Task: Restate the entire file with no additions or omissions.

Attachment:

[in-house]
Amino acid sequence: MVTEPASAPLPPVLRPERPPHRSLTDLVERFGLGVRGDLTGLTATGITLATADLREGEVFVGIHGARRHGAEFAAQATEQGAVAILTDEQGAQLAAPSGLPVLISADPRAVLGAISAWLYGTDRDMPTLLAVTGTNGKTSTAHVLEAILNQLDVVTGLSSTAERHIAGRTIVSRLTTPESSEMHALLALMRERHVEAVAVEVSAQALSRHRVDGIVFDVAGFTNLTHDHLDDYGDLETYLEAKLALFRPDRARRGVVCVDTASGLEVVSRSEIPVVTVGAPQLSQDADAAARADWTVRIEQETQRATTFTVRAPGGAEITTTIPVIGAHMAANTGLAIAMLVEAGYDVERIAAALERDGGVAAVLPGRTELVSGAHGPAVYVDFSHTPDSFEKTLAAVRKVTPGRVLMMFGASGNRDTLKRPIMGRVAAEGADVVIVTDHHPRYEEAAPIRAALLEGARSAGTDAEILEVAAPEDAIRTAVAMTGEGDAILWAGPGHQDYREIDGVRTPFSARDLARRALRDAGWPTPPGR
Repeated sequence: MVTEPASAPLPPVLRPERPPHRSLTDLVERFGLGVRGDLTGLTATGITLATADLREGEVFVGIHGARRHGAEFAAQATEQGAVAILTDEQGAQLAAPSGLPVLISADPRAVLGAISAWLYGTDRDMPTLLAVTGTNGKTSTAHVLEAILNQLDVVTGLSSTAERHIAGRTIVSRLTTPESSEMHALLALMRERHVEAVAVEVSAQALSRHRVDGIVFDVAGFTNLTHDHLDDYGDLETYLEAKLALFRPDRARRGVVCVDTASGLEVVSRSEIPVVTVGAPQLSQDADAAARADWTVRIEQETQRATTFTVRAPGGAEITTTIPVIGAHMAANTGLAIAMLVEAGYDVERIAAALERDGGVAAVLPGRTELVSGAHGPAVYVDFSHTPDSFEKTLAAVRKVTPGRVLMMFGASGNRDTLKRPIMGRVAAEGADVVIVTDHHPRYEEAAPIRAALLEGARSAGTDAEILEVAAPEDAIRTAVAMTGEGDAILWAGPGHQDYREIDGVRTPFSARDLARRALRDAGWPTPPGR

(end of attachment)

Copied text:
[in-house]
Amino acid sequence: MVTEPASAPLPPVLRPERPPHRSLTDLVERFGLGVRGDLTGLTATGITLATADLREGEVFVGIHGARRHGAEFAAQATEQGAVAILTDEQGAQLAAPSGLPVLISADPRAVLGAISAWLYGTDRDMPTLLAVTGTNGKTSTAHVLEAILNQLDVVTGLSSTAERHIAGRTIVSRLTTPESSEMHALLALMRERHVEAVAVEVSAQALSRHRVDGIVFDVAGFTNLTHDHLDDYGDLETYLEAKLALFRPDRARRGVVCVDTASGLEVVSRSEIPVVTVGAPQLSQDADAAARADWTVRIEQETQRATTFTVRAPGGAEITTTIPVIGAHMAANTGLAIAMLVEAGYDVERIAAALERDGGVAAVLPGRTELVSGAHGPAVYVDFSHTPDSFEKTLAAVRKVTPGRVLMMFGASGNRDTLKRPIMGRVAAEGADVVIVTDHHPRYEEAAPIRAALLEGARSAGTDAEILEVAAPEDAIRTAVAMTGEGDAILWAGPGHQDYREIDGVRTPFSARDLARRALRDAGWPTPPGR
Repeated sequence: MVTEPASAPLPPVLRPERPPHRSLTDLVERFGLGVRGDLTGLTATGITLATADLREGEVFVGIHGARRHGAEFAAQATEQGAVAILTDEQGAQLAAPSGLPVLISADPRAVLGAISAWLYGTDRDMPTLLAVTGTNGKTSTAHVLEAILNQLDVVTGLSSTAERHIAGRTIVSRLTTPESSEMHALLALMRERHVEAVAVEVSAQALSRHRVDGIVFDVAGFTNLTHDHLDDYGDLETYLEAKLALFRPDRARRGVVCVDTASGLEVVSRSEIPVVTVGAPQLSQDADAAARADWTVRIEQETQRATTFTVRAPGGAEITTTIPVIGAHMAANTGLAIAMLVEAGYDVERIAAALERDGGVAAVLPGRTELVSGAHGPAVYVDFSHTPDSFEKTLAAVRKVTPGRVLMMFGASGNRDTLKRPIMGRVAAEGADVVIVTDHHPRYEEAAPIRAALLEGARSAGTDAEILEVAAPEDAIRTAVAMTGEGDAILWAGPGHQDYREIDGVRTPFSARDLARRALRDAGWPTPPGR